Christian Psycology & the Doctrine of Human Being Part 2 of 2

Posted: April 24, 2010 in Uncategorized

Back and forth the pendulum swings for Christian psychologists who muse over the paradox that we as humans are in the divine image, yet fatally flawed by sin. Having Genesis 1:26 as part of the foundation, we can bank on the fact that we have been created in the image of God, but from thereon in Genesis, there is nothing but a downward spiral of sin becoming the predominate “god of this world.” Thus, so much of understanding what the Bible says about human beings and much of what Christian psychology is doing today and why it all matters rest heavily on what an understanding of “image” means. To understand we turn now to two church fathers to see what they understand to be the “image of God.”

In his De opificio hominis, Gregory of Nyssa tells us that humanity is the summit of creation. Hence, to disrupt biological science and the hallmarks of natural selection, humanity is distinctly different from other creatures, for only we can draw near to God, attempt to have morality and virtue.

Ellen T. Charry writing in The Dictionary of Theological Interpretation of the Bible comments saying:

Being the Image of God is a psychological and moral likeness, not a physical one. It means that only we resemble the beauty of God and experience the bliss that he is when we are alienated from all evil, free from unruly emotions. That we manifest the divine beauty is evident in that we have the gift of understanding and are capable of love.

Nyssa says there are three parts to this image: physical, sensual, and rational. Furthermore, he says the soul is created with the body at conception. Because God said his creation is good, there exists then the fact that the mind can attempt to return to this original “good” that it was prior to sin. As Christians we know, contrary to the Buddhists, that we cannot attain this state, but can attempt to live a life of holiness and walk with God. Hence, there is a standard by which a person mentally can aim toward daily which will keep him or her from sin, and if they depart from this standard, the mind loses its beauty and is temporarily hijacked with mental consequences. As we humans can be unstable in our emotions, our ability to understand can thus be distorted and our desires can be swayed. Nyssa calls this the

evil husbandry of the mind.

How do we handle this hijacking of the mind from happening? Living a rightly ordered life. One of my old professors use to say that “right doctrine makes right living.” His point was if we attempt to live in accordance with the Scriptures, we will live rightly toward God.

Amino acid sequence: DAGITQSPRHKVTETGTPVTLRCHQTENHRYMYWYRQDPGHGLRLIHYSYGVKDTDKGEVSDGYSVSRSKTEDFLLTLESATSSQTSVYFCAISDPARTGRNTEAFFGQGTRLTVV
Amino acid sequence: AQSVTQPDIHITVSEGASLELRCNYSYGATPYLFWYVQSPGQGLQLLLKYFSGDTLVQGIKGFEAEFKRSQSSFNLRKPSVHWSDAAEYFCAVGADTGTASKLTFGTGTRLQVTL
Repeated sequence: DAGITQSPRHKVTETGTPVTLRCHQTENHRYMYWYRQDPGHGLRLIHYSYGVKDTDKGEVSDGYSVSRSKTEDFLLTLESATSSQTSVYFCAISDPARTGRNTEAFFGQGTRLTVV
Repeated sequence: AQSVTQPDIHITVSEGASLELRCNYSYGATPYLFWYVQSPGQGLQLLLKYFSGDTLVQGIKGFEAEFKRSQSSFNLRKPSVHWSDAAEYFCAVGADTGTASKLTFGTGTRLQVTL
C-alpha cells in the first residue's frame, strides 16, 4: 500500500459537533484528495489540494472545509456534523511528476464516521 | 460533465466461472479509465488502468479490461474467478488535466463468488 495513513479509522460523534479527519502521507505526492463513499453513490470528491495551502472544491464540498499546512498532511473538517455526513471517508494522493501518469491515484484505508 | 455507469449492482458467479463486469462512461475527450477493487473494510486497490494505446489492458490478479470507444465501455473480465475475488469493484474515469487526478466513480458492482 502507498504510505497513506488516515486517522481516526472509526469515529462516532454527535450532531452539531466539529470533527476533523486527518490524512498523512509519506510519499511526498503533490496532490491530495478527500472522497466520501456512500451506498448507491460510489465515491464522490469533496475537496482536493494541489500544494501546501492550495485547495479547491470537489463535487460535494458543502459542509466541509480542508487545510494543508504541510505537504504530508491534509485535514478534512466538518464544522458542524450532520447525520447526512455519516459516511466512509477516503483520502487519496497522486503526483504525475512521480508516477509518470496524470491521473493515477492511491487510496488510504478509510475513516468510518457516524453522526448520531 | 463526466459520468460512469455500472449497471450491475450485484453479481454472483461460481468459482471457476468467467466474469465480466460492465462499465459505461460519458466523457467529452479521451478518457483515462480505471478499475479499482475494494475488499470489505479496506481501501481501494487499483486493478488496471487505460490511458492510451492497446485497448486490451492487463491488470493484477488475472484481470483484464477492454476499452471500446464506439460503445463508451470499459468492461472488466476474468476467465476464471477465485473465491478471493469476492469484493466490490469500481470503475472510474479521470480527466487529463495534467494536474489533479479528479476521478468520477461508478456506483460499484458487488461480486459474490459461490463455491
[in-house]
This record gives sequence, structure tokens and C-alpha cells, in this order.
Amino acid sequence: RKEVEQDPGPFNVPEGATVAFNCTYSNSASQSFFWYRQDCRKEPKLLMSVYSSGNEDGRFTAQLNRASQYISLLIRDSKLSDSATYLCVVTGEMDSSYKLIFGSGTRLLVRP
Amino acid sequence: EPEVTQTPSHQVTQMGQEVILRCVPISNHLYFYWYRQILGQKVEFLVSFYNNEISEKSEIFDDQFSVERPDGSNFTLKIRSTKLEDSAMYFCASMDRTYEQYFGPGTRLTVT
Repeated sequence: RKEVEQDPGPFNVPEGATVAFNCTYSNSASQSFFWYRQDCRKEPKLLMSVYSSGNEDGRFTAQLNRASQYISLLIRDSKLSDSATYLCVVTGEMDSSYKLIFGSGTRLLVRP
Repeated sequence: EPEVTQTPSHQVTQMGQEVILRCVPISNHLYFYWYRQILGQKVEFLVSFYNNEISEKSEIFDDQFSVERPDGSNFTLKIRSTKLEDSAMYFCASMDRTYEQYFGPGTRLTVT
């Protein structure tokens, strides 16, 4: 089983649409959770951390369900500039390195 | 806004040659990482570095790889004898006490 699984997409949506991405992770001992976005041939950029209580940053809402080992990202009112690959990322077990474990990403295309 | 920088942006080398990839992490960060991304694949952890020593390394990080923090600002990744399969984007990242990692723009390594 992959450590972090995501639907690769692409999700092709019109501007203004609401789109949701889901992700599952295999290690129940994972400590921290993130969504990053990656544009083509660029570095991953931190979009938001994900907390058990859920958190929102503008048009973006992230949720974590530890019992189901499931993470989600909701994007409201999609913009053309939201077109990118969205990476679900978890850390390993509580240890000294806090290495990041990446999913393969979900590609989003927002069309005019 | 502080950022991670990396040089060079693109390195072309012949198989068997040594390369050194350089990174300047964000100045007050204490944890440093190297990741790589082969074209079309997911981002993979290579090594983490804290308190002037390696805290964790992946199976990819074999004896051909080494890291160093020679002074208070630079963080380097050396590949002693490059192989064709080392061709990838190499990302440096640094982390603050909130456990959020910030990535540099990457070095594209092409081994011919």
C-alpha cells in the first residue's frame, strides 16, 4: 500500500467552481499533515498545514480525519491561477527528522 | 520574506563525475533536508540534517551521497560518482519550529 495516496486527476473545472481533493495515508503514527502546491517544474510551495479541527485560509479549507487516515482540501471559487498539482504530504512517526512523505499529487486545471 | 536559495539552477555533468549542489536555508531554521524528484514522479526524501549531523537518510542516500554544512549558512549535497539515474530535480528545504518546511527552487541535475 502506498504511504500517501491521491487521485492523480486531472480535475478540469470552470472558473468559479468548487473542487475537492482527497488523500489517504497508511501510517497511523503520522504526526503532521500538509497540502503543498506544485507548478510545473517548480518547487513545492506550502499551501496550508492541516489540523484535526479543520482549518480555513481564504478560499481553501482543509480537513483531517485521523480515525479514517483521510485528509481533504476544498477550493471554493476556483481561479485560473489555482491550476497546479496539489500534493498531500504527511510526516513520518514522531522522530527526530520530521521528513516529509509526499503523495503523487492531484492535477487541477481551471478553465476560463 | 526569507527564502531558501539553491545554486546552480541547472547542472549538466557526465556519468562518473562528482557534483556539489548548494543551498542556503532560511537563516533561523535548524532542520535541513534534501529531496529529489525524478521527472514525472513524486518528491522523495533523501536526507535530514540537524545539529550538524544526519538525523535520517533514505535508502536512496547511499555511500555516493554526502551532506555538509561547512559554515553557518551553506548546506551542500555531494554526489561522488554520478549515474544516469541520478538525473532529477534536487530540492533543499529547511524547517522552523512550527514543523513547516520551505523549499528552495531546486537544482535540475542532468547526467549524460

Augustine of Hippo understands the work of the mind, body, and soul to be progressively growing in sanctification, that this is one of the highest priorities of life. Charry says Augustine is calling us to understand that the human calling is to discover that we long for the goodness and wisdom that are of Christ. Here is another foundation to Christian psychology, that we exist for goodness and can only move toward this by becoming more dependent upon the only Good One. And thus Augustine’s most noted saying:

we cannot understand ourselves unless we first know and understand God.

Three points of comparison are worth mentioning between Nyssa and Augustine. Charry says Augustine divided humanity into saints and sinners. Whereas Nyssa believed that good would overtake evil naturally and that human freedom remained untainted enough to restore us to God. That is, that we in and of ourselves would choose God if given the opportunity. Secondly, Nyssa saw the struggle Augustine saw not merely in two kinds of people – the elect and non elect – rather, Nyssa saw it in the heart of everyone. All people desire both good and evil at the same time. Perhaps this is true in the sense that even an unbeliever may appreciate orphans being given food, but at the same time are very selfish. Lastly, one of these views is more dependent upon Christ, while the other does not.

Why is this important? Why does any of this matter? Today Christians are being bombarded with psychology which is at the least, wreaked with secular ideals, never mentioning God. If we are to adequately understand our current state and helps others receive healing for any area of life, we must have a place to start which is not from the opinion of men, rather under the authority of God. Hence, to be informed about the roots of Christian psychology de facto lead the Christian to know where to turn in need of assistance. Otherwise the Christian may be led down a wrong path, adhering to anything which sounds good from the voice of secularists.

Furthermore, in a world and time when our minds are having constant attempts of hijacking from external things such as media, fads, trends, and sex, lest we have a general working knowledge that our emotions and desires are easily swayed to such things, we will adhere to them. We must recollect over our call to grow in sanctification, examining our hearts and minds, and realizing are dire need for dependence upon Jesus Christ and the authority of the Bible.

Fundamentally, we must realize we have desires and emotions which can easily give way to evil, thus making us unable in and of ourselves to resist such things. Where does this lead us? Where do we go from here? Back to a daily, perhaps hourly visit to Calvary, at the foot of the Cross, casting ourselves on the grace of God for the restoration of our minds. I’m thankful such men as Nyssa and Augustine laid some historical framework for us today to turn to. May we diffuse between who we are, and Whose we are, and therein, live accordingly.


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